Policies and Practices to Support Undergraduate Teaching Improvement


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Aaron M. Pallas, Anna Neumann, and Corbin M. Campbell
Commission on the Future of Undergraduate Education

In this paper, we focus our attention on undergraduate teaching, and how to improve it. We concentrate on the college classroom because it is the setting in which students, instructors, and curriculum come together. Co-curricular experiences matter, but the content of what is taught and the quality of classroom teaching are the primary determinants of what and how much students learn. Unfortunately, U.S. higher education, which is both autonomous and decentralized, has not developed a systematic array of policies and practices that support improved teaching and learning.1 This is a description of the past; we offer a more optimistic prescription for the future.

We begin by laying out the current institutional context of higher education. We then present a conception of good college teaching, emphasizing pedagogical content knowledge—the ways in which skilled teachers orchestrate how diverse groups of students engage with the subject matter of a class, drawing on the students’ prior knowledge. We offer six extant examples of undergraduate teaching improvement, exploring how these cases address the distinctive features of undergraduate teaching. We conclude with recommendations for policy and practice.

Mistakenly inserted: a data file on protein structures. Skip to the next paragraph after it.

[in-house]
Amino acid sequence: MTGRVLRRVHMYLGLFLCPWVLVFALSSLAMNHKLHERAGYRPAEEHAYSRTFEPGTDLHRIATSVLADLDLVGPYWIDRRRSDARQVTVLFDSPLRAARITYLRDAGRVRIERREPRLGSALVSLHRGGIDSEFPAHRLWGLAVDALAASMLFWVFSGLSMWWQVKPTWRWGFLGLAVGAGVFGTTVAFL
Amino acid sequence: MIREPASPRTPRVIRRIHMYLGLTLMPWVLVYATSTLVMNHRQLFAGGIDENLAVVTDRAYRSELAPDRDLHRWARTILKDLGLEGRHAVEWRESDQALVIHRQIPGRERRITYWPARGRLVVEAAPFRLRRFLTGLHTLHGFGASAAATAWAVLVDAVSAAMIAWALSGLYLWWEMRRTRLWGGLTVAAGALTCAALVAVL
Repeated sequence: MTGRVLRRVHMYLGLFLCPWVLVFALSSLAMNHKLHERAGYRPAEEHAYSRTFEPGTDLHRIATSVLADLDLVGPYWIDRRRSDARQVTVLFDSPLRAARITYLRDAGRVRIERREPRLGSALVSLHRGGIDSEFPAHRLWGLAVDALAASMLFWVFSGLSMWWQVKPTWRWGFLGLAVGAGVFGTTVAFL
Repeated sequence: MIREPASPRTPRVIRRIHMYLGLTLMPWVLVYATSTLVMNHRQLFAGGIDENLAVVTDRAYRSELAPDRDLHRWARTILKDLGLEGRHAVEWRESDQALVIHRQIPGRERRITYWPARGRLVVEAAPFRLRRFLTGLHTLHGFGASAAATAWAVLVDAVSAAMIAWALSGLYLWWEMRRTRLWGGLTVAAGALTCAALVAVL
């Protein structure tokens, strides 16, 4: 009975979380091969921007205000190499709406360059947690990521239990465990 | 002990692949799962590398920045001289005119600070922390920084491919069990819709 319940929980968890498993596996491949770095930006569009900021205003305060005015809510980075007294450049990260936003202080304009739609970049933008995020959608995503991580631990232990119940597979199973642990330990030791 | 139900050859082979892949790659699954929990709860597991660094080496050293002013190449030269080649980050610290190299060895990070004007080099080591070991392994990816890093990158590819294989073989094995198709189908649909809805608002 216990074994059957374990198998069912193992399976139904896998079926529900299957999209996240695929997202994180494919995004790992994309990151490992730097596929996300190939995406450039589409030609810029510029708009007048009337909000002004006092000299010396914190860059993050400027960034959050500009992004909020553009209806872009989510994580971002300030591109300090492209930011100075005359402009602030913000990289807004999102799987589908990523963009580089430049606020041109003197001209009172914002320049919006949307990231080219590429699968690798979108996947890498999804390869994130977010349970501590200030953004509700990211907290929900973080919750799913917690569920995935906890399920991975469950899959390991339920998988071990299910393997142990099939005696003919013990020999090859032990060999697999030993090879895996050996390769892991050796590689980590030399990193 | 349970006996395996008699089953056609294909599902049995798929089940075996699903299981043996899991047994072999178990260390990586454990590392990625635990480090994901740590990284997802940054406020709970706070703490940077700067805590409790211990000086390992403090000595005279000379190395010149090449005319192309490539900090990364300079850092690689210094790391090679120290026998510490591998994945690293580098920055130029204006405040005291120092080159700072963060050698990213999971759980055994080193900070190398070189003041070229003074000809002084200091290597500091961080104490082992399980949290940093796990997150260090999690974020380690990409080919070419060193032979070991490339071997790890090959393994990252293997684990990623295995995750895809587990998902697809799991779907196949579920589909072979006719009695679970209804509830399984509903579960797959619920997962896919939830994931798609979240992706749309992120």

To foreshadow our argument, we find that current undergraduate teaching improvement practices in the United States are overly broad and vague, taking up a small amount of space in the developmental arc of the early faculty career. Further, most teaching improvement efforts emphasize general pedagogical skills to the exclusion of those that are tied to the subject matter being taught. Most institutions of higher education haven’t cracked the code on student learning, good teaching that promotes learning, and the policies and practices that encourage both.

But there is great potential. Advances in the learning sciences are providing new insights into how students learn, and the ways in which teaching can support that learning. The main challenges are putting that knowledge in the hands of the faculty who teach undergraduates, and providing them with the incentives and necessary support to use it. Although the faculty who teach are the key actors in this effort, there is much that campus and system leaders, department chairs, disciplinary associations, and philanthropic foundations can do to support undergraduate teaching improvement.


1. David F. Labaree, A Perfect Mess: The Unlikely Ascendancy of American Higher Education (Chicago: University of Chicago Press, 2017).